State pays EBS €25 million as part of 10-year promissory note agreement
Payment of promissory note subject to legal challenge from TD Joan Collins
The €25 million payment to EBS matched those made in 2012 and 2011. Photograph: Brenda Fitzsimons
The Department of Finance yesterday paid the third instalment of a €250 million promissory note issued to EBS Building Society three years ago. The €25 million payment matched those made in 2012 and 2011.
The promissory note was one element of the State’s bailout of EBS to prevent its collapse. On June 17th 2010, the then Minister for Finance Brian Lenihan issued a €250 million promissory note to the institution, payable in equal instalments over a 10-year period.
The note was part of an €875 million injection of capital by the State into EBS in 2010 to bolster its core tier 1 ratios to meet Central Bank of Ireland requirements.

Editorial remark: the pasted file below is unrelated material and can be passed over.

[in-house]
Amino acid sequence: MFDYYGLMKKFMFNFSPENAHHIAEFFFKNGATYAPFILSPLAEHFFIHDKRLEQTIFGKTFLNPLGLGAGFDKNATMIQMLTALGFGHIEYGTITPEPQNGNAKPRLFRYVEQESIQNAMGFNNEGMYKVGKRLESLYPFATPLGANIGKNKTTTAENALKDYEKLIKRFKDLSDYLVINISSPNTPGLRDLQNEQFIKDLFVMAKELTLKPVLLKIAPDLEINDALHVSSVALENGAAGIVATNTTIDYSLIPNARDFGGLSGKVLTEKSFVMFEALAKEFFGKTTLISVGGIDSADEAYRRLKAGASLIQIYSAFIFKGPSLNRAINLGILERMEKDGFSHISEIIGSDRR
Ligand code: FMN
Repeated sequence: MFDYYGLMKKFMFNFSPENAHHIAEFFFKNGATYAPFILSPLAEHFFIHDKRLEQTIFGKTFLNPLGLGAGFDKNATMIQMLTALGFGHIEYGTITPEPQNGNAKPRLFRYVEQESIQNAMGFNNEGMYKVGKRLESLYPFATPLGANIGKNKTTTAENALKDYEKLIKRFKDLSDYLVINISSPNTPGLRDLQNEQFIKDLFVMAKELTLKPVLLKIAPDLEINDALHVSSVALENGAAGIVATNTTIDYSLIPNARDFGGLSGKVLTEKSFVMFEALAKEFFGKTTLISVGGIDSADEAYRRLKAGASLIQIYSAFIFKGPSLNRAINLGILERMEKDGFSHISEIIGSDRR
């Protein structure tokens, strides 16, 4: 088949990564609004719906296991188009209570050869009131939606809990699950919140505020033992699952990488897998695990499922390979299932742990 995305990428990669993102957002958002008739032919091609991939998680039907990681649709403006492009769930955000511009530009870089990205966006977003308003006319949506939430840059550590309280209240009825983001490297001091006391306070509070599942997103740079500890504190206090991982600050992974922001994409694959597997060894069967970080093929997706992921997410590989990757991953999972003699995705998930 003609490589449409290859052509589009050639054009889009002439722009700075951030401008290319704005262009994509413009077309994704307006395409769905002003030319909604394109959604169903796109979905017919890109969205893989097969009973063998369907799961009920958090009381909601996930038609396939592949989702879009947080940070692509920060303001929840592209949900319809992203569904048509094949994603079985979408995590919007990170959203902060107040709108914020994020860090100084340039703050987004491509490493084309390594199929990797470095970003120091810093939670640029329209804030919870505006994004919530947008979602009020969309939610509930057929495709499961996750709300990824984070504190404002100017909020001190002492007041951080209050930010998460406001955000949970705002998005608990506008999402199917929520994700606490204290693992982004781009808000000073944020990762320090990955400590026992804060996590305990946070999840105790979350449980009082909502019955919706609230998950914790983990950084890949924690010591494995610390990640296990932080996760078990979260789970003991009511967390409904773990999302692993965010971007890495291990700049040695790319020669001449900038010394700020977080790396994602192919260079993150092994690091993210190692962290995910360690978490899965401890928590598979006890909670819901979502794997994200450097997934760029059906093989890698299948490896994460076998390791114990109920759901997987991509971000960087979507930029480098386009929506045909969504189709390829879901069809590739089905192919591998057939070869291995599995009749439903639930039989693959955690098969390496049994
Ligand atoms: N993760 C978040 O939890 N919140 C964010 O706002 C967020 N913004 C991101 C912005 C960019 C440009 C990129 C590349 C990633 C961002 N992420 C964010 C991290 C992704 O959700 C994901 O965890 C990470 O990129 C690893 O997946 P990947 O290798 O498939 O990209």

The building society’s capital position had weakened due to impairments on land and development assets transferring to the National Asset Management Agency, and other impairments.
In March 2011, the current Minister for Finance, Michael Noonan, announced that EBS would merge with AIB to form one of two pillar banks in the country. The combined entity is 99.8 per cent owned by the State.
The payment of the EBS promissory note has been challenged by People Before Profit TD Joan Collins. Earlier this month it was decided that a three-judge divisional High Court would be convened in the autumn to hear this case.
Ms Collins has claimed that the promissory note is “unconstitutional and unlawful” because the Government appropriated public monies without putting it to a vote of the Dáil.
The Dublin South Central TD had sought to stop the payment of yesterday’s tranche of the promissory note.